The horse is a universal archetypal symbol of courage, beauty, strength, and power. There’s not a person alive who’s not moved by a swiftly moving horse. They draw our attention.
Horses and humans share a similar social instinct. We are both hard wired to connect – to be in relationship. To survive, we must be part of the group (herd or community) and contribute to it. As soon as we are in the horse’s space, the horse is asking: Who are you? What do you care about? Who am I in relationship to you? A conversation begins. Horses respond to the energy that is around them. Through their behavior they mirror and reflect the mood, tone, and quality of our energy which becomes valuable information and feedback in the equine-guided education process.
Most people will accept feedback from the horse in a way they wouldn’t necessarily accept it from another human being. The horse doesn’t care about our job title, how much money we make, or what kind of car we drive. The horse is not judging us and doesn’t have an agenda. The horse is not listening to the blah, blah of the words we are saying. The horse is listening to how we’re being…to who we’re being…and responding to us in the present moment. If we change, the horse will change. When we see that the horse is at consequence because of something inside of us, such as tightness in our body, we are often motivated to change for the sake of the horse, even more than for ourselves.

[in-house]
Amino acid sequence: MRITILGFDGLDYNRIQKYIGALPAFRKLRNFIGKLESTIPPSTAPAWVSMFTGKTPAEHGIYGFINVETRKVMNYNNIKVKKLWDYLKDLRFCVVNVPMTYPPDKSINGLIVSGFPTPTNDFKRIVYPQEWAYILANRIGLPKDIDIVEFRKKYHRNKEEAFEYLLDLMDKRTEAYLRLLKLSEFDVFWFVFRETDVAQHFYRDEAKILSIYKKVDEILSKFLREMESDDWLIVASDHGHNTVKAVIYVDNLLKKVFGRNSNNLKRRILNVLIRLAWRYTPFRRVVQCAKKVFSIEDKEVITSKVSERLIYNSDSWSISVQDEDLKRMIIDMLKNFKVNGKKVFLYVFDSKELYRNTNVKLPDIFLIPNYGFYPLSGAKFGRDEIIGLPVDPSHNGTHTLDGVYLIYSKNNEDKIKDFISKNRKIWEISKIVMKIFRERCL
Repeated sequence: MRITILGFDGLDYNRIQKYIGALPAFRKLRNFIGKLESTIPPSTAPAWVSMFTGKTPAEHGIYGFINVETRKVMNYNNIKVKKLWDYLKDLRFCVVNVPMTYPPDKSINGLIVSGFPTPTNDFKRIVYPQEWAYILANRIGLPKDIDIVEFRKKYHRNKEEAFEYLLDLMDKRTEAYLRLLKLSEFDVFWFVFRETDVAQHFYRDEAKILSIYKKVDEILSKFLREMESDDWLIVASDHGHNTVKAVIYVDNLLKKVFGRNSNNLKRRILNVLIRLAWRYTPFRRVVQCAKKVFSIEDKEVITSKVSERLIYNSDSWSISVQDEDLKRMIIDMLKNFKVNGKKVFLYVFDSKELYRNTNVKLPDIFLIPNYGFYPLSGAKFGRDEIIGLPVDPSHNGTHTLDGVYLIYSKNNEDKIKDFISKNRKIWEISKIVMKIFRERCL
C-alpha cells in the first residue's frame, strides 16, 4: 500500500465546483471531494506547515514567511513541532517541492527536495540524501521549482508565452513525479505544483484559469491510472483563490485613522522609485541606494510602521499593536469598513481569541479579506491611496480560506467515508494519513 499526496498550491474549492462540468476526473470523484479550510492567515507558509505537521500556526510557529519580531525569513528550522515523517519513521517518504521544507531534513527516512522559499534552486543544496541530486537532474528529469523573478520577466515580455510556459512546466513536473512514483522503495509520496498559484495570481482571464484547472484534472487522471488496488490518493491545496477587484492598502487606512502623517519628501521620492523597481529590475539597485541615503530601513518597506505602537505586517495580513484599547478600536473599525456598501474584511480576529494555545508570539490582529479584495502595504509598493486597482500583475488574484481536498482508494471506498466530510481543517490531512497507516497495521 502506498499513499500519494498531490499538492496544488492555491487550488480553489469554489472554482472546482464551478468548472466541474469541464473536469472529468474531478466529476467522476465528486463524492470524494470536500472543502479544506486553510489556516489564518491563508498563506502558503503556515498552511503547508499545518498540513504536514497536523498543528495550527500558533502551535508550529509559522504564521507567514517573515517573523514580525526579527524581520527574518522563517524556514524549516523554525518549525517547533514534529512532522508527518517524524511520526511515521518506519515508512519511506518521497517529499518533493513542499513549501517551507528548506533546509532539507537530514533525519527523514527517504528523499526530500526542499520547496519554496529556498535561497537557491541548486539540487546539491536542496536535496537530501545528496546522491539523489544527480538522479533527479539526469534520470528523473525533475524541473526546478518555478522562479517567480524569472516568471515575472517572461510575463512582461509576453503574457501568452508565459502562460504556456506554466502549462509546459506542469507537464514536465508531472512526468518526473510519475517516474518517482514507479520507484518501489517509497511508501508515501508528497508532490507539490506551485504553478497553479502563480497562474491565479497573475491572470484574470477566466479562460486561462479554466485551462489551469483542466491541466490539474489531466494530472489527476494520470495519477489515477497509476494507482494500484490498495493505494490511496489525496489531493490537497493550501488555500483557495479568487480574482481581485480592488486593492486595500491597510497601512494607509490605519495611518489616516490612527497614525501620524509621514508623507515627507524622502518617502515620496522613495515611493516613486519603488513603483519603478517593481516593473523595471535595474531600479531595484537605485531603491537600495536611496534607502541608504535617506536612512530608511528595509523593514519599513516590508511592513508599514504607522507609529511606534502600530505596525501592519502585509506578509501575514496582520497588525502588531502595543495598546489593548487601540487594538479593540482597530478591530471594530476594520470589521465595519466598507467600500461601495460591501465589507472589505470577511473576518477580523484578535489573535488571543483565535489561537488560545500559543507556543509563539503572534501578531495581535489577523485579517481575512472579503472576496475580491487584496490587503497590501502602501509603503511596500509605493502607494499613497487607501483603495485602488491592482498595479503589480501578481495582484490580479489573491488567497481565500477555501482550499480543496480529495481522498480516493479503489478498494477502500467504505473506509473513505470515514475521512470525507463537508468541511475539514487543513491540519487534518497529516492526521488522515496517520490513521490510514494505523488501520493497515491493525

Horses accelerate the change process. In order to be around horses, we have to go outdoors. Just being in a more natural environment shifts us into a different level of presence. It helps to bring our awareness out of our head (busy mind) and into our body, to a more somatically-integrated state of being. When we approach our topic or inquiry in this state, we are able to access more information, leading to more possibilities and choices. A visceral (felt in the body) experience integrates more deeply and helps to create sustainable change.